[License-review] Approval: Server Side Public License, Version 2 (SSPL v2)

Kyle Mitchell kyle at kemitchell.com
Mon Feb 18 05:48:31 UTC 2019


You have been consistent.  But so have I.

If OSD 6 banned any kind of discrimination whatsoever in
terms, GPLv2 discriminated against proprietary software
makers.  RMS said so, and he was very right.

If OSD 6 banned any kind of discrimination in intent or
predicted effect, AGPL and OSL went after SaaS companies,
CPL and MPL against proprietary forks.  Triggering copyleft
in any new or selective way, whether as compared to prior
licenses, like network copyleft, or more generally, like
weak copyleft: they all discriminate.  Arguably, GPLv3 was
discriminatory with AGPLv3 already to hand.  But they
discriminated by daring others to make more open source.

There should be a new, crisp, clear rule on open source
copyleft scope.  OSD 9 isn't it.  You mentioned the
"distribute" problem yourself.  I've pointed out that the
examples, comparing to DFSG, and Debian's concerns more
generally, make OSD 9 a nice, clear rule.  But not about
building software, and certainly not about what "derived
work" as synonym for "derivative work" means or meant twenty
years ago.

Last, the scarlet letter Mongo's people have been made to
wear for coming as a business corporation.  Relevant or not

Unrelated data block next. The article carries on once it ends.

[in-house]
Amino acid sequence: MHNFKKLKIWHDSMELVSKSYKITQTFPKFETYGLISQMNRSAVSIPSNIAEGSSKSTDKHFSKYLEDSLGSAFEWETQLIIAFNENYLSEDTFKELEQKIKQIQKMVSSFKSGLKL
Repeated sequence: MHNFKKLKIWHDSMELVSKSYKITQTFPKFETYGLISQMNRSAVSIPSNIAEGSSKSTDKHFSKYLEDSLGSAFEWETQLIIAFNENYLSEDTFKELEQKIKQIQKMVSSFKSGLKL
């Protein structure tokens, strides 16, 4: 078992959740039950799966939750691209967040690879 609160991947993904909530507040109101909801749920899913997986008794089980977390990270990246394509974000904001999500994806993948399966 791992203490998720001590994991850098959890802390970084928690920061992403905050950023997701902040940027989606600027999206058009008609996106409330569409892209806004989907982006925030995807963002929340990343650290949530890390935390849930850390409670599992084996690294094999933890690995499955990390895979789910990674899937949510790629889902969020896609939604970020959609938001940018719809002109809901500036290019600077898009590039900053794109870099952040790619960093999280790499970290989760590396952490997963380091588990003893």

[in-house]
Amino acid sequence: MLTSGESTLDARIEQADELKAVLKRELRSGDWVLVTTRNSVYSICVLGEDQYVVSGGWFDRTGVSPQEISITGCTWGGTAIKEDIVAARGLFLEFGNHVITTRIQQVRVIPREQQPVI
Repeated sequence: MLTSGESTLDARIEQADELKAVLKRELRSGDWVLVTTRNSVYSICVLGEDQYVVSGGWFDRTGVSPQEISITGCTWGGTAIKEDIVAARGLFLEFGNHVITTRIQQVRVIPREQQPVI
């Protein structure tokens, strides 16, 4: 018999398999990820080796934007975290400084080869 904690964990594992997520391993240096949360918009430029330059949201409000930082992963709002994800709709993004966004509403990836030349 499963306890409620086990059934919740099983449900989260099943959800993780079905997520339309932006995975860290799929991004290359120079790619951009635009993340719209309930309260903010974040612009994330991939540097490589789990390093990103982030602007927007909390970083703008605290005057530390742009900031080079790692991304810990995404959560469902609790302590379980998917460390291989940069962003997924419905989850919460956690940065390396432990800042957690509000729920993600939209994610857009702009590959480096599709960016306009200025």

here?  If not, why does it come up so often?  If so, what
about "free software for companies", and the history of
licenses approved, by and for explicit commercial use?  Out
the window, now that open source "won" and all the biggest
dogs are sponsors?

There's no clear path here to actually answering those
questions, either to collective satisfaction or to a shared
feeling of correctness.  We bottom out on appeals to
credibility, authority, and in-group obviousness.  That's
what they look like.  But I get the feeling they point back
to a momentary, long-past feeling of shared clarity, back at
the spark of the organization.  Those memories, and the
ready consensus feeling among those who can share them, must
be very dear.

They can't register with me, emotionally or as arguments.
They don't convince me, because I can't convince anyone else
with them.  When I'm 64, and some poor wonk of a kid asks
how OSD 9, now ensconced more or less like the building
code, both is and isn't about distribution, I can forward.
But if they've got any spark of their own at all, their eyes
will only roll.

Kyle Mitchell, attorney // Oakland // (510) 712 - 0933

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